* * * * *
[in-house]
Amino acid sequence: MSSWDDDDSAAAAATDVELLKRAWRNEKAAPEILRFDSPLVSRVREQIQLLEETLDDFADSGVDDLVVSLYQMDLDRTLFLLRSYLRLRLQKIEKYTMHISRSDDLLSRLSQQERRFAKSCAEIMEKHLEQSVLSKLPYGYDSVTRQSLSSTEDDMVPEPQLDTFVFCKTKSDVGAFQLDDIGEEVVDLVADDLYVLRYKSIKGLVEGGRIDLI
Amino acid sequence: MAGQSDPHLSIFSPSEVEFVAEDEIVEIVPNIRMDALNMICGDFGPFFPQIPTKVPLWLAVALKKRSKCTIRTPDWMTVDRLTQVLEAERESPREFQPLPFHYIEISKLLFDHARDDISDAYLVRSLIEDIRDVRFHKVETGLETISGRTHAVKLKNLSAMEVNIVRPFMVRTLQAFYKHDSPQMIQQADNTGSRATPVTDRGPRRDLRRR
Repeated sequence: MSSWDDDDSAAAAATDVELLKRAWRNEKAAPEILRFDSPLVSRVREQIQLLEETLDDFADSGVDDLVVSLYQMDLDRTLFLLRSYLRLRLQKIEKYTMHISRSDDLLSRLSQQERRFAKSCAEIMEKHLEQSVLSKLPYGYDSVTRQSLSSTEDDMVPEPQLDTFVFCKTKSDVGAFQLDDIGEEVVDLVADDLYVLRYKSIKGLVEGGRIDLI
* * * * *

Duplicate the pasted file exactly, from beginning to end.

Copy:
[in-house]
Amino acid sequence: MSSWDDDDSAAAAATDVELLKRAWRNEKAAPEILRFDSPLVSRVREQIQLLEETLDDFADSGVDDLVVSLYQMDLDRTLFLLRSYLRLRLQKIEKYTMHISRSDDLLSRLSQQERRFAKSCAEIMEKHLEQSVLSKLPYGYDSVTRQSLSSTEDDMVPEPQLDTFVFCKTKSDVGAFQLDDIGEEVVDLVADDLYVLRYKSIKGLVEGGRIDLI
Amino acid sequence: MAGQSDPHLSIFSPSEVEFVAEDEIVEIVPNIRMDALNMICGDFGPFFPQIPTKVPLWLAVALKKRSKCTIRTPDWMTVDRLTQVLEAERESPREFQPLPFHYIEISKLLFDHARDDISDAYLVRSLIEDIRDVRFHKVETGLETISGRTHAVKLKNLSAMEVNIVRPFMVRTLQAFYKHDSPQMIQQADNTGSRATPVTDRGPRRDLRRR
Repeated sequence: MSSWDDDDSAAAAATDVELLKRAWRNEKAAPEILRFDSPLVSRVREQIQLLEETLDDFADSGVDDLVVSLYQMDLDRTLFLLRSYLRLRLQKIEKYTMHISRSDDLLSRLSQQERRFAKSCAEIMEKHLEQSVLSKLPYGYDSVTRQSLSSTEDDMVPEPQLDTFVFCKTKSDVGAFQLDDIGEEVVDLVADDLYVLRYKSIKGLVEGGRIDLI